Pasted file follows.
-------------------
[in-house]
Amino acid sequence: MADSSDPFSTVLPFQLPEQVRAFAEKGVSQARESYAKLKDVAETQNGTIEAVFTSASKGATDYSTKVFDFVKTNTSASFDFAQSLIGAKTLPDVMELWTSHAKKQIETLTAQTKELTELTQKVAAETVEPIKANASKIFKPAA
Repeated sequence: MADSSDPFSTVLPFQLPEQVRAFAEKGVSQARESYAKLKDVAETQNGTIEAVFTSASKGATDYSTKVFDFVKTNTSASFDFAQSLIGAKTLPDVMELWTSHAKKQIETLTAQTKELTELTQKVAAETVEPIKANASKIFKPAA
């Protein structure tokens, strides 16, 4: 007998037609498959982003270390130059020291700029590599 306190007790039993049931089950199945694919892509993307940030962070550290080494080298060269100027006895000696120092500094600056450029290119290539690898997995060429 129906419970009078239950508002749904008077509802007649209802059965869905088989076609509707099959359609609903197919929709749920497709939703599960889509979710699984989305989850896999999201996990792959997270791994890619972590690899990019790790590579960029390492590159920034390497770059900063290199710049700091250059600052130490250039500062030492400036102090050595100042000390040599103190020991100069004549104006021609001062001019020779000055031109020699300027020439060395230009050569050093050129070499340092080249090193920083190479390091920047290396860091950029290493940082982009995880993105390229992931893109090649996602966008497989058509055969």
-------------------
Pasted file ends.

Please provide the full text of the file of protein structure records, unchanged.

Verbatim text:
[in-house]
Amino acid sequence: MADSSDPFSTVLPFQLPEQVRAFAEKGVSQARESYAKLKDVAETQNGTIEAVFTSASKGATDYSTKVFDFVKTNTSASFDFAQSLIGAKTLPDVMELWTSHAKKQIETLTAQTKELTELTQKVAAETVEPIKANASKIFKPAA
Repeated sequence: MADSSDPFSTVLPFQLPEQVRAFAEKGVSQARESYAKLKDVAETQNGTIEAVFTSASKGATDYSTKVFDFVKTNTSASFDFAQSLIGAKTLPDVMELWTSHAKKQIETLTAQTKELTELTQKVAAETVEPIKANASKIFKPAA
């Protein structure tokens, strides 16, 4: 007998037609498959982003270390130059020291700029590599 306190007790039993049931089950199945694919892509993307940030962070550290080494080298060269100027006895000696120092500094600056450029290119290539690898997995060429 129906419970009078239950508002749904008077509802007649209802059965869905088989076609509707099959359609609903197919929709749920497709939703599960889509979710699984989305989850896999999201996990792959997270791994890619972590690899990019790790590579960029390492590159920034390497770059900063290199710049700091250059600052130490250039500062030492400036102090050595100042000390040599103190020991100069004549104006021609001062001019020779000055031109020699300027020439060395230009050569050093050129070499340092080249090193920083190479390091920047290396860091950029290493940082982009995880993105390229992931893109090649996602966008497989058509055969």